I think I will call the last few months The Dark Years, Revisited. I know it's not always this way, but for us, self-employment in a rotten economy was not a good idea.
But that does not mean it was not a good thing.
We spent the first 23 years of our marriage thinking we could do it all. We might even have thought somehow we deserved it all.
This last year we realized we couldn't and we didn't.
But we also saw that God is there even when we don't get the contract (or when we have to work and don't really want to), when finances are incredibly tight, when we are forced to let go of some things we think are our security, and when we don't have anywhere else to turn but to our knees.
We realized again our faith in a God who loves to show up in less-than-ideal circumstances.
I wish I'd always had a good attitude during all this. My personal journal is full of lines like, "I HATE this!" and "Where ARE you, God?" (aren't you glad I spared you those as blog posts?). I wish I could say it was fun. I wish I could say our teenagers always took our dramatic change to a Total Austerity lifestyle with grace and thanksgiving. I wish I could say it wasn't humbling.
But maybe that's the place God had in mind for us for this crazy year in the first place. Maybe (could it be, yet again?) His refusals have been His mercies.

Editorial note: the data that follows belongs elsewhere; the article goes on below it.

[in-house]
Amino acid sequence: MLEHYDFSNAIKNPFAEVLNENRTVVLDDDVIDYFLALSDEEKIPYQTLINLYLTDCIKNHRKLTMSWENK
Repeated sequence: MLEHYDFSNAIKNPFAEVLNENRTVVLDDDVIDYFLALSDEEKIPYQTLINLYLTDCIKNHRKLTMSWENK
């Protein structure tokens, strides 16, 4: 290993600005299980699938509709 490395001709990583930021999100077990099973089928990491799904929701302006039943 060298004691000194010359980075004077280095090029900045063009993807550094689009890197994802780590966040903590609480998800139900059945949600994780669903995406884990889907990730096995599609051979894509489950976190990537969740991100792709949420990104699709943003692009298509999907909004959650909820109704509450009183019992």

Our faith is stronger because we've actually been required to use it. More importantly, our faith is planted more firmly, and certainly more deeply, in God - the Blessed Controller of all things - as our Provider, not in our own strength or great ideas. We are making it through a very rough patch with our marriage intact, our family united, and our lives filled - not with happiness that comes from everything going our way - but with joy.
I wouldn't trade all of what the world calls "success" for that.
God is good.
Life is likely to continue to hold many forms of torture and dismay for that unhappy person and for all who refuse to receive with thanksgiving instead of complaint the place in life God has chosen for them. The torture is self-inflicted, for God has not rejected their prayers.
He knows better than any of us do what furthers our salvation. Our true happiness is to be realized precisely through his refusals, which are always mercies. His choice is flawlessly contrived to give the deepest kind of joy as soon as it is embraced.
My flesh and my heart may fail,
but God is the strength of my heart
and my portion forever.
Psalm 73:26, NIV